How I Met My Dog

7 Tips to Help Your Dog Cope With the Fourth of July Festivities

Who doesn’t love a great fireworks display? Dogs - that’s who.

While some dogs are less affected by the vibrations and noises that accompany thunder and fireworks many become anxious and even terrified to the point of becoming disoriented, prompting them to run away or even worse - hurt themselves.

If you live with one of these dogs, try the following 7 tips to help your pup cope with the onset of a summer season that’s peppered with thunderstorms and the mother of all nights – the Fourth of July.

1. Sit & Stay

If at all possible, stay home with your dog. Pack animals feel safest when their family is physically together, so curled up on the couch with you is always your dog’s first choice. If you absolutely cannot be at home, one or all of the following products might help.

2. Hold Me Tight

Thundershirt is an anti-anxiety garment that is designed to reduce a dog’s stress by maintaining gentle, constant pressure on the body. The company claims 85% of dogs show improvement in noise related anxiety symptoms.

3. I Smell You Very Much

Studies have shown that some natural scented products such as Canine Calm, when massaged on your dog’s outer ears or abdomen and misted onto your dog’s bedding, can help your dog cope with stressful situations like thunder and fireworks. Other canine appeasing products like Adaptil emit a synthetic replica of a pheromone naturally released from a mother dog to her pups to help a dog feel less stressed.

4. Safe Harbor

Contrary to what many of us believe, stressed dogs cope far better in less space rather than more. If your dog is used to and happy about staying in his/her crate/cage, it’s the perfect place to reside when alone or anxious. Be sure to cover the crate with a towel and leave treats and a soft cushion to promote relaxation. If a crate isn’t an option, try a small bathroom. Some dogs even seek out water sources (e.g., bathtubs, behind the toilet) to hide during thunderstorms. Be sure to remove any objects from the bathroom that might be harmful (e.g., glass bottles, cleaning products, etc.). Make sure you close all windows and lock all dog/cat doors. Even drawing the curtains and closing the blinds can help present a less visually stimulating, safer, den-like atmosphere.

5. Can I See Some I.D. please? 

Make sure your dog’s identification tags are up-to-date and attached to the collar that your dog is wearing, even if he/she is staying at home. Stressed dogs quickly turn into escape artists and you want to be sure if your own Houdini gets out of the house, he/she will have the best chance of getting back home. Remember to put your cell phone number on the tag. This way, when you’re out looking for your dog, the person who’s found your dog can find you too.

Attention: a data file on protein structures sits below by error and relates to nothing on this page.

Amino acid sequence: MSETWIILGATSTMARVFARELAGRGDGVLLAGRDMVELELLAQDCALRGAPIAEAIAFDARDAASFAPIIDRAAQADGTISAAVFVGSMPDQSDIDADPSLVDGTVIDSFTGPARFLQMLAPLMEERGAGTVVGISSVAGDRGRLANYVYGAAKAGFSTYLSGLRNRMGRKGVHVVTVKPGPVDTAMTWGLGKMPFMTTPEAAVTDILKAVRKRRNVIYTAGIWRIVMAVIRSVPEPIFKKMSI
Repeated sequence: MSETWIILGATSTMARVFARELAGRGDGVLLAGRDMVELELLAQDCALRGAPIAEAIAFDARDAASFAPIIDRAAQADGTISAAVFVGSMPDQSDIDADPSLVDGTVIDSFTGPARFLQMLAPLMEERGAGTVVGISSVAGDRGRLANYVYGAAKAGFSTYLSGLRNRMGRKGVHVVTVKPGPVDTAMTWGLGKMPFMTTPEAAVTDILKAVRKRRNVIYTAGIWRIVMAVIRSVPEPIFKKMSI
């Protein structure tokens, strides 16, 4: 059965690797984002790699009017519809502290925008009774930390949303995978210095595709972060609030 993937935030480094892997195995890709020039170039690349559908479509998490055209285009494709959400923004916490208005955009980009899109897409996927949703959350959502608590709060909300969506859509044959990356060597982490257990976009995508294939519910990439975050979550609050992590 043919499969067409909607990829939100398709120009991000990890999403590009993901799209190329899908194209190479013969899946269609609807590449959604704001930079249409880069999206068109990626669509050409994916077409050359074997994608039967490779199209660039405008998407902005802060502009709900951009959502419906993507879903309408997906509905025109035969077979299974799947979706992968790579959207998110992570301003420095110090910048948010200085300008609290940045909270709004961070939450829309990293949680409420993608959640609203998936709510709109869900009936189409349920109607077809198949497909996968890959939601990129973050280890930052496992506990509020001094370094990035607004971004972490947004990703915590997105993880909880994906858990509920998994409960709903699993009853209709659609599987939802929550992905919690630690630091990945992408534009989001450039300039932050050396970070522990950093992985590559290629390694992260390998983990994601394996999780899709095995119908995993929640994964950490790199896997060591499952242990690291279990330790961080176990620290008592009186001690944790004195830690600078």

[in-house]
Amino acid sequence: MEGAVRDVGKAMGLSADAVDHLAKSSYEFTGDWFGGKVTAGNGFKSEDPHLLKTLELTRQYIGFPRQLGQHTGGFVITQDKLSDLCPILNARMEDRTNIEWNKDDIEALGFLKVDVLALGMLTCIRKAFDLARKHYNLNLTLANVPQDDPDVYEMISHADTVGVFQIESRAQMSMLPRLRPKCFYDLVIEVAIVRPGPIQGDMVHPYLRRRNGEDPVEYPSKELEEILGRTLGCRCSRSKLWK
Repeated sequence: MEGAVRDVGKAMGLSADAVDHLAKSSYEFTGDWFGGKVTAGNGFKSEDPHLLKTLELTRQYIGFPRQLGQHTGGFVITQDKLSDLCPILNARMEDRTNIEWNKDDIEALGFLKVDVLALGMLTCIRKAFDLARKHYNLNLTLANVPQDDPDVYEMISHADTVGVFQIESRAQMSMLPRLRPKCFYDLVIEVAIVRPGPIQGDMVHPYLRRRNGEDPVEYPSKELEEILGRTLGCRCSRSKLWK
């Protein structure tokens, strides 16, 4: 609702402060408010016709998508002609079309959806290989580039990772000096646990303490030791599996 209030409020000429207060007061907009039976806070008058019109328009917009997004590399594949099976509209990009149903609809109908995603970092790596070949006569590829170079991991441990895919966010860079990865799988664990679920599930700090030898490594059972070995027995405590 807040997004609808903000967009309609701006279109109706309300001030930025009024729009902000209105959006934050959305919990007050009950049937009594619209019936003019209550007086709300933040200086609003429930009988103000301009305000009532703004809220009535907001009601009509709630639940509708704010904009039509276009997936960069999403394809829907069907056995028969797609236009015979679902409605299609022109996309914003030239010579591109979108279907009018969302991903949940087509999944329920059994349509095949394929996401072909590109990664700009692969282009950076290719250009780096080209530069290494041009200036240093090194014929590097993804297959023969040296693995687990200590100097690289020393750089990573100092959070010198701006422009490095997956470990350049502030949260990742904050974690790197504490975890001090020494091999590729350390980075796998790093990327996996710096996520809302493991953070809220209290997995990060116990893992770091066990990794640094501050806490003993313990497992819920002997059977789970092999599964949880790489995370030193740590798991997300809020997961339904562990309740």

6. Tune It Out

It has been said that music soothes the savage beast. It also soothes a frightened, stressed, and anxious one. One of the best tools we’ve tried is Victoria Stilwell’s psycho-acoustically designed music called Through a Dog's Ear. This music has specifically been designed to reduce canine anxiety and is most effective when introduced several days before the fireworks or thunder begin. Your dog can be conditioned to relax when listening to this music so, when the music is on no matter what is happening around your dog, he/she can stay calm.

7. A Tired Dog is a Less Stressed Dog

No matter how much exercise your dog is used to getting on a daily basis, if you know a stressful day is coming, up the anti. Start a day or two before and get your dog good and tired. On the day of the impending anxiety, take your dog out for a longer than usual walk or run. Fear releases adrenaline and adrenalin, coupled with high energy, can be a recipe for disaster. Making sure your dog is dog-tired to begin with can help put a ceiling on his/her stress level.

Whatever you choose to do to help your dog cope with the sights and sounds of the Fourth of July, do not take your noise-sensitive dog with you to the festivities. And don’t forget to leave plenty of fresh water down and the air conditioning on for your dog. If it’s hot outside, your fearful dog is even hotter inside.

X's & O's

Humans and canines interpret affection differently. Many dogs feel trapped and/or frightened by a human’s hug. If you want to send a loving message to a dog, a gentle scratch under the chin can work wonders. And...just because your dog doesn’t love a hug, doesn’t mean he/she doesn’t love you.

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